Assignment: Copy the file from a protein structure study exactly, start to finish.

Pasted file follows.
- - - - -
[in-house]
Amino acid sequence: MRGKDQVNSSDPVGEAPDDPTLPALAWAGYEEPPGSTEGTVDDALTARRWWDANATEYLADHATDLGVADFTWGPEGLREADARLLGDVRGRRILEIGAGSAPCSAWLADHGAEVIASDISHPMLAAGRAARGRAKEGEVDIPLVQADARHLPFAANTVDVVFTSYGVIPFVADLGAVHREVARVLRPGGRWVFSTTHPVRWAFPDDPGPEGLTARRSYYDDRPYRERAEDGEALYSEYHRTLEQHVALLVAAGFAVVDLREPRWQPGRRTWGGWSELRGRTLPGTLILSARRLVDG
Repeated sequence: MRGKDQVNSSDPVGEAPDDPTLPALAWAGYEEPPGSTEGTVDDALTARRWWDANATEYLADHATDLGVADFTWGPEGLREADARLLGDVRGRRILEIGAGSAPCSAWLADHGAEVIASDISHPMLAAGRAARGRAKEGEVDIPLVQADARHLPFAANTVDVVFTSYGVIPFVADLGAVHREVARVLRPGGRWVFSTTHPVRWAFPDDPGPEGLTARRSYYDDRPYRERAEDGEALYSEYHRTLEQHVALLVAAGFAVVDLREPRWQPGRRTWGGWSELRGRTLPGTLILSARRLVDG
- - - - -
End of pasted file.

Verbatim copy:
[in-house]
Amino acid sequence: MRGKDQVNSSDPVGEAPDDPTLPALAWAGYEEPPGSTEGTVDDALTARRWWDANATEYLADHATDLGVADFTWGPEGLREADARLLGDVRGRRILEIGAGSAPCSAWLADHGAEVIASDISHPMLAAGRAARGRAKEGEVDIPLVQADARHLPFAANTVDVVFTSYGVIPFVADLGAVHREVARVLRPGGRWVFSTTHPVRWAFPDDPGPEGLTARRSYYDDRPYRERAEDGEALYSEYHRTLEQHVALLVAAGFAVVDLREPRWQPGRRTWGGWSELRGRTLPGTLILSARRLVDG
Repeated sequence: MRGKDQVNSSDPVGEAPDDPTLPALAWAGYEEPPGSTEGTVDDALTARRWWDANATEYLADHATDLGVADFTWGPEGLREADARLLGDVRGRRILEIGAGSAPCSAWLADHGAEVIASDISHPMLAAGRAARGRAKEGEVDIPLVQADARHLPFAANTVDVVFTSYGVIPFVADLGAVHREVARVLRPGGRWVFSTTHPVRWAFPDDPGPEGLTARRSYYDDRPYRERAEDGEALYSEYHRTLEQHVALLVAAGFAVVDLREPRWQPGRRTWGGWSELRGRTLPGTLILSARRLVDG